Google Scholar 

  27. Habicht, K. S., Gade, M., Thamdrup, B., Berg, P. & Canfield, D. E. Calibration of sulfate levels in the Archean ocean. Science 298, 2372–2374 (2002)

    Article  ADS  CAS  Google Scholar 

  28. Lyons, T. W. & Gill, B. C. Ancient sulfur cycling and oxygenation of the early biosphere. Elements 6, 93–99 (2010)

    Article  CAS  Google Scholar 

  29. Scott, C. T. et al. Late Archean euxinic conditions before the rise of atmospheric oxygen. Geology 39, 119–122 (2011)

    Article  ADS  CAS  Google Scholar 

  30. Claire, M. W., Catling, D. C. & Zahnle, K. J. Biogeochemical modelling of the rise in atmospheric oxygen. Geobiology 4, 239–269 (2006)

    Article  CAS  Google Scholar 

  31. Shi, P. F. & Saxena, S. K. Thermodynamic modelling of the C-H-O-S fluid system. Am. Mineral. 77, 1038–1049 (1992)

    CAS  Google Scholar 

  32. Morizet, Y., Paris, M., Gaillard, F. & Scaillet, B. C–O–H fluid solubility in haplobasalt under reducing conditions: an experimental study. Chem. Geol. 279, 1–16 (2010)

    Article  ADS  CAS  Google Scholar 

  33. O'Neill, H. S. C. & Mavrogenes, J. The sulfide saturation capacity and the sulphur content at sulfide saturation of silicate melts at 1400 °C and 1 bar. J. Petrol. 43, 1049–1087 (2002)

    Article  ADS  CAS  Google Scholar 

  34. Gaillard, F., Schmidt, B. C., Mackwell, S. & McCammon, C. Rate of hydrogen-iron redox exchange in silicate melts and glasses. Geochim. Cosmochim. Acta 67, 2427–2441 (2003)

    Article  ADS  CAS  Google Scholar 

  35. Kress, V. C. & Carmichael, I. S. E. The compressibility of silicate liquids containing Fe2O3 and the effect of composition, temperature, oxygen fugacity and pressure on their redox states. Contrib. Mineral. Petrol. 108, 82–92 (1991)

    Article  ADS  CAS  Google Scholar 

  36. Burgisser, A. & Scaillet, B. Redox evolution of degassing magma rising to the surface. Nature 445, 194–197 (2007)

    Article  ADS  CAS  Google Scholar 

  37. Pommier, A., Gaillard, F. & Pichavant, M. Time-dependent changes of the electrical conductivity of basaltic melts with redox state. Geochim. Cosmochim. Acta 74, 1653–1671 (2010)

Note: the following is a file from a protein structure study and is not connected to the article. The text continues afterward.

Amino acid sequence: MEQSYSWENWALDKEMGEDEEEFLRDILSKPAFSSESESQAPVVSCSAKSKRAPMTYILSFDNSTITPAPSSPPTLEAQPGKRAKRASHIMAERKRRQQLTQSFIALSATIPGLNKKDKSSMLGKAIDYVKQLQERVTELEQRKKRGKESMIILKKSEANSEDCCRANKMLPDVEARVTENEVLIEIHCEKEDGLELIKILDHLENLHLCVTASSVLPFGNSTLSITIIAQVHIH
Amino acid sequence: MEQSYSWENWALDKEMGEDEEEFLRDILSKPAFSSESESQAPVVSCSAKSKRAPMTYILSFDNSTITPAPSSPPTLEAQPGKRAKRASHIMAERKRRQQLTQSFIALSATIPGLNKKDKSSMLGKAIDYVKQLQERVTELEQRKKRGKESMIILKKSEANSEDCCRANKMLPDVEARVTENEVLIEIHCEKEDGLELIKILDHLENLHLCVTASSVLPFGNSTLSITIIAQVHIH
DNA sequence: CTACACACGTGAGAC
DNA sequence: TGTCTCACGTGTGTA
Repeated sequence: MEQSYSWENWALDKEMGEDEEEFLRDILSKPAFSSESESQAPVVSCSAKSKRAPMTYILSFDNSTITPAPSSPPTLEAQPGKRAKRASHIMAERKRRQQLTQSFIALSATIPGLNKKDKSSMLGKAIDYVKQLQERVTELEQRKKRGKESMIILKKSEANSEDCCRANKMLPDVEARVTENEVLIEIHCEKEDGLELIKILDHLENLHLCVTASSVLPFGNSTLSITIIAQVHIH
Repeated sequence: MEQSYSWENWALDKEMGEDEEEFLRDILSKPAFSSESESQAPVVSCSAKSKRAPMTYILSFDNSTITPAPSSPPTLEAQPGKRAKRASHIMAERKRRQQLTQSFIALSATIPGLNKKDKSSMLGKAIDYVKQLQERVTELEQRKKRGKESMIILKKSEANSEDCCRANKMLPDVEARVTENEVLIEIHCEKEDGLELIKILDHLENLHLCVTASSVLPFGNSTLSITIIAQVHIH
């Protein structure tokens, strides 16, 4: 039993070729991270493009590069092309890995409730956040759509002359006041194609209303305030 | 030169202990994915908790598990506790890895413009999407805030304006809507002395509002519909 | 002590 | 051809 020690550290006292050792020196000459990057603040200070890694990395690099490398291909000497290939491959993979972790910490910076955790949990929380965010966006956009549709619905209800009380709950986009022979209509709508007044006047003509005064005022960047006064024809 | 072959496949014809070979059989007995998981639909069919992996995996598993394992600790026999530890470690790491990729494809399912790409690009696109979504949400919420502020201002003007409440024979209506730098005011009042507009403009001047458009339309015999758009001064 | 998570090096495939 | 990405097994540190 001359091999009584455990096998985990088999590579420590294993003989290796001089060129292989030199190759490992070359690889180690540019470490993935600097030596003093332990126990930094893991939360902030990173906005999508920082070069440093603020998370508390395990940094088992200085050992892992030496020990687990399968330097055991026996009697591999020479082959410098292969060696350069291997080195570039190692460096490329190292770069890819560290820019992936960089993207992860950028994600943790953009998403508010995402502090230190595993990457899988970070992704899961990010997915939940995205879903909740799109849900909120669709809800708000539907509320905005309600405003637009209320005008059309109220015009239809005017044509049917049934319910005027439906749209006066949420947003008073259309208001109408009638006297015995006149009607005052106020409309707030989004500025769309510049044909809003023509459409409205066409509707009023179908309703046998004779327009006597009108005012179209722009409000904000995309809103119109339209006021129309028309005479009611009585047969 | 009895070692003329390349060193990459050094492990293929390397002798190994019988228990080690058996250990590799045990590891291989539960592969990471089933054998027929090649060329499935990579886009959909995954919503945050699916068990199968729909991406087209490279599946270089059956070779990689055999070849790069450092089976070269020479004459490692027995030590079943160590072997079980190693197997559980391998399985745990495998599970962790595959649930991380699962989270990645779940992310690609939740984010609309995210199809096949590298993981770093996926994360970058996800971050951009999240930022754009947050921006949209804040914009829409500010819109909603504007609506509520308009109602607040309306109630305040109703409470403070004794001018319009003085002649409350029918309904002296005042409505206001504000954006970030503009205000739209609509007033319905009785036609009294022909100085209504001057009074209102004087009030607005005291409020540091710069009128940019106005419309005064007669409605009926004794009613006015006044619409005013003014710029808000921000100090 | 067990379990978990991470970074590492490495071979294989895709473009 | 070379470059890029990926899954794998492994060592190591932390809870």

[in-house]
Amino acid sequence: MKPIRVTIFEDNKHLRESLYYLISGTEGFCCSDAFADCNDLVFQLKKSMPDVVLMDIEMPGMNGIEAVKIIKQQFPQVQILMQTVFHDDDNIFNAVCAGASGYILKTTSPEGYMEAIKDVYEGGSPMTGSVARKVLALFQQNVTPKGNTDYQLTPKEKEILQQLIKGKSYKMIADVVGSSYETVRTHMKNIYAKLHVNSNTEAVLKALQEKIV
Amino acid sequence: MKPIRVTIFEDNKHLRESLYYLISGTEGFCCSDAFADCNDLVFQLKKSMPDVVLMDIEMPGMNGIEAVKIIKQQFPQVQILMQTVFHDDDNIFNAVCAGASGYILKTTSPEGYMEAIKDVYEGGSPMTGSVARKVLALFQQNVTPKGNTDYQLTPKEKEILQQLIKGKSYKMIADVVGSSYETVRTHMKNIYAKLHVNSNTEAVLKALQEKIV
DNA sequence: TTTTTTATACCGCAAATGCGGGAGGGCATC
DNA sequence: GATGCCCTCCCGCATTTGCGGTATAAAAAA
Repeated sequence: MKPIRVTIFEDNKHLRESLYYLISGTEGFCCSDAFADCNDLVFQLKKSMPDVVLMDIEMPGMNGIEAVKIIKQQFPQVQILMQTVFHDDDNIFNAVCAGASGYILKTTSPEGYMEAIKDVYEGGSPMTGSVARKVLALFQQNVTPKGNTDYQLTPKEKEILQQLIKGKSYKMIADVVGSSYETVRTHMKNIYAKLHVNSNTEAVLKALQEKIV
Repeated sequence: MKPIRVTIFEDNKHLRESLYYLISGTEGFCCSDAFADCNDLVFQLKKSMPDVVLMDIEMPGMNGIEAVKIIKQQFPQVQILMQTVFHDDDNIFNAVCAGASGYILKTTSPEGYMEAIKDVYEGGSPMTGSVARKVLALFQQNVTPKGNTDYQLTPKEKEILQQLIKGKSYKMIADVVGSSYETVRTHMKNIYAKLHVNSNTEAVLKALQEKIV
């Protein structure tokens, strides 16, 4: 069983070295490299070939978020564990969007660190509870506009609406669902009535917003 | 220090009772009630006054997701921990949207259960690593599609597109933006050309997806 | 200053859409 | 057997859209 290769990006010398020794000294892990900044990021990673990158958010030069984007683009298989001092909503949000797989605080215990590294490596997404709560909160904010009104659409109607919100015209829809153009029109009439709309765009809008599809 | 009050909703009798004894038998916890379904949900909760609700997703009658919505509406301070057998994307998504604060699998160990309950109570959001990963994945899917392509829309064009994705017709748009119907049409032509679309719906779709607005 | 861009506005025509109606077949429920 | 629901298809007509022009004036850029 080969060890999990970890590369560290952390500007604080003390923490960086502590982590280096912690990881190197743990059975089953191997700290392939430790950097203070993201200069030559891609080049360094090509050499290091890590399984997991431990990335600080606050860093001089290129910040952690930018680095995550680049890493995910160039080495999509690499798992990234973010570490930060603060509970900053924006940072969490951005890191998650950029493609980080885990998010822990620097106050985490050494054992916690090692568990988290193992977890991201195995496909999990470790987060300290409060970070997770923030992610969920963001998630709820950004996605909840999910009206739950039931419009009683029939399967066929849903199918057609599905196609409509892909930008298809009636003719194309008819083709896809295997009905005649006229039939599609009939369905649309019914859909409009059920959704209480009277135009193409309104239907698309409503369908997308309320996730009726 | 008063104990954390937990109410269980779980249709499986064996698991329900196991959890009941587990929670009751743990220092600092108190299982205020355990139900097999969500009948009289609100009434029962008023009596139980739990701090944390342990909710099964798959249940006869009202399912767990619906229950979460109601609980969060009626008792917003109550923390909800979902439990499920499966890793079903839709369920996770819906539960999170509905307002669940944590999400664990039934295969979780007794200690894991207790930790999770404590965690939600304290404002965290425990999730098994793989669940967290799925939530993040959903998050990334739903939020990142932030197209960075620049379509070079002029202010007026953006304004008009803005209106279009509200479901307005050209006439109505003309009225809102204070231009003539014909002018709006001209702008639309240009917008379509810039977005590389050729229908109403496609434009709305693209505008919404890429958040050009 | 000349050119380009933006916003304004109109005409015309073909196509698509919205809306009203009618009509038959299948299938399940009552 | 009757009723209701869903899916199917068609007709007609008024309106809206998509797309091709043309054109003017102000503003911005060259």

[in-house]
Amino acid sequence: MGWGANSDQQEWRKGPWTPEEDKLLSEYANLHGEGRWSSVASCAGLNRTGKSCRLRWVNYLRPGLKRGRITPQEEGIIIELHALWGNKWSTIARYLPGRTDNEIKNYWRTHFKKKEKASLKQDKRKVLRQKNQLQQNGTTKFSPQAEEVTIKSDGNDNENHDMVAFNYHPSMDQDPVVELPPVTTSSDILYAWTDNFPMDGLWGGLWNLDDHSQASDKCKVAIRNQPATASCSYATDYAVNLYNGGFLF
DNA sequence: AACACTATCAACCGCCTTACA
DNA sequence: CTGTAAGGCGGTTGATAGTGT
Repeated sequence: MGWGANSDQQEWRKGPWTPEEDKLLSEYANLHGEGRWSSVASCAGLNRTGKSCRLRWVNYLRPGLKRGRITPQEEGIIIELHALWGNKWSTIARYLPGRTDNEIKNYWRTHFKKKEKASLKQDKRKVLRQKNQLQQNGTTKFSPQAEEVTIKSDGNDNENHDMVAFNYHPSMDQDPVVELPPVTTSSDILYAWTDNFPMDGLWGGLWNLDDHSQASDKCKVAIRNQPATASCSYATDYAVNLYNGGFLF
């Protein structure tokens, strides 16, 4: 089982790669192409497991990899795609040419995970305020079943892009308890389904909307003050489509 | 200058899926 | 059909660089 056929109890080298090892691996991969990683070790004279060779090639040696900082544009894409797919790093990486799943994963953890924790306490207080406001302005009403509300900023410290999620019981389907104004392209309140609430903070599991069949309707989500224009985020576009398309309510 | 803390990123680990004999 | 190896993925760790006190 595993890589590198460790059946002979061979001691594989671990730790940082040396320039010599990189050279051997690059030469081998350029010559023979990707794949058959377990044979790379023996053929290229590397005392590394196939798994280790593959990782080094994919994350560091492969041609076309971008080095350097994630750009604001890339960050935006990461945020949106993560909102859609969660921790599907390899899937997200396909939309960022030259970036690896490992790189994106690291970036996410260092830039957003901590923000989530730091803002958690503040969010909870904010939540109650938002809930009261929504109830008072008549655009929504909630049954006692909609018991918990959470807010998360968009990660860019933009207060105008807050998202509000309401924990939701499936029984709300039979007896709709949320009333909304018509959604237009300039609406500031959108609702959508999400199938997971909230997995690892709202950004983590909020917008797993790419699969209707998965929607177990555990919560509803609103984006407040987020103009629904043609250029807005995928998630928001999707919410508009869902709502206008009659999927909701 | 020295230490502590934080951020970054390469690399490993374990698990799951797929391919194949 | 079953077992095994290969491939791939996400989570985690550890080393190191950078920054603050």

Article  ADS  CAS  Google Scholar 

Download references


We thank T. Lyons, D. Canil and N. Sleep for comments. We acknowledge support by INSU-PNP and the ANR (grants ANR-10-BLAN-60301 and ANR-10-BLAN-62101).

Author information

Authors and Affiliations



All authors contributed to discussions and writing. F.G. performed the calculations and wrote the first draft.

Corresponding author

Correspondence to Fabrice Gaillard.

Ethics declarations

Competing interests

The authors declare no competing financial interests.

Supplementary information

Supplementary Information

This file contains Supplementary Figures 1-3 with legends, Supplementary Tables 1-2 and a Supplementary Reference. (PDF 929 kb)

PowerPoint slides

Rights and permissions

Reprints and Permissions

About this article

Cite this article

Gaillard, F., Scaillet, B. & Arndt, N. Atmospheric oxygenation caused by a change in volcanic degassing pressure. Nature 478, 229–232 (2011).

Download citation

  • Received:

  • Accepted:

  • Published:

  • Issue Date:

  • DOI:

This article is cited by


By submitting a comment you agree to abide by our Terms and Community Guidelines. If you find something abusive or that does not comply with our terms or guidelines please flag it as inappropriate.


Quick links

Nature Briefing

Sign up for the Nature Briefing newsletter — what matters in science, free to your inbox daily.

Get the most important science stories of the day, free in your inbox. Sign up for Nature Briefing